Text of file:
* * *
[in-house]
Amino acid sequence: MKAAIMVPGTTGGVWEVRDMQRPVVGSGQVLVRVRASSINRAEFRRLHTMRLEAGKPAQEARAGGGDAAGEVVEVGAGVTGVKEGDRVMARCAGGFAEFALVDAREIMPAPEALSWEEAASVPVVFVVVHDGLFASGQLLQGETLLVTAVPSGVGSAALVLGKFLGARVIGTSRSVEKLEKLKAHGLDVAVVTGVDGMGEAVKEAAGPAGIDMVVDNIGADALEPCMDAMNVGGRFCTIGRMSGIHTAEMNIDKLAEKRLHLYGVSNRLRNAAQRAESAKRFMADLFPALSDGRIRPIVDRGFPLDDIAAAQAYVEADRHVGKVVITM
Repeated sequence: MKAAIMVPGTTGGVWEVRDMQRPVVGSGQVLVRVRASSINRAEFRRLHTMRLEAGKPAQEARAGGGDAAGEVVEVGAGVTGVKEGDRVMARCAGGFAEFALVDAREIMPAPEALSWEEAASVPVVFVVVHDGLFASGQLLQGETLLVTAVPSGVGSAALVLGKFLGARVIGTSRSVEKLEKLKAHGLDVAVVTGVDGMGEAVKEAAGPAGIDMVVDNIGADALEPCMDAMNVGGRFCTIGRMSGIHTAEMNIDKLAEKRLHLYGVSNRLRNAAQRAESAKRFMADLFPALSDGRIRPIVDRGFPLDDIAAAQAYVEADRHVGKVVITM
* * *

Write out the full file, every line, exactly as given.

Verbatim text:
[in-house]
Amino acid sequence: MKAAIMVPGTTGGVWEVRDMQRPVVGSGQVLVRVRASSINRAEFRRLHTMRLEAGKPAQEARAGGGDAAGEVVEVGAGVTGVKEGDRVMARCAGGFAEFALVDAREIMPAPEALSWEEAASVPVVFVVVHDGLFASGQLLQGETLLVTAVPSGVGSAALVLGKFLGARVIGTSRSVEKLEKLKAHGLDVAVVTGVDGMGEAVKEAAGPAGIDMVVDNIGADALEPCMDAMNVGGRFCTIGRMSGIHTAEMNIDKLAEKRLHLYGVSNRLRNAAQRAESAKRFMADLFPALSDGRIRPIVDRGFPLDDIAAAQAYVEADRHVGKVVITM
Repeated sequence: MKAAIMVPGTTGGVWEVRDMQRPVVGSGQVLVRVRASSINRAEFRRLHTMRLEAGKPAQEARAGGGDAAGEVVEVGAGVTGVKEGDRVMARCAGGFAEFALVDAREIMPAPEALSWEEAASVPVVFVVVHDGLFASGQLLQGETLLVTAVPSGVGSAALVLGKFLGARVIGTSRSVEKLEKLKAHGLDVAVVTGVDGMGEAVKEAAGPAGIDMVVDNIGADALEPCMDAMNVGGRFCTIGRMSGIHTAEMNIDKLAEKRLHLYGVSNRLRNAAQRAESAKRFMADLFPALSDGRIRPIVDRGFPLDDIAAAQAYVEADRHVGKVVITM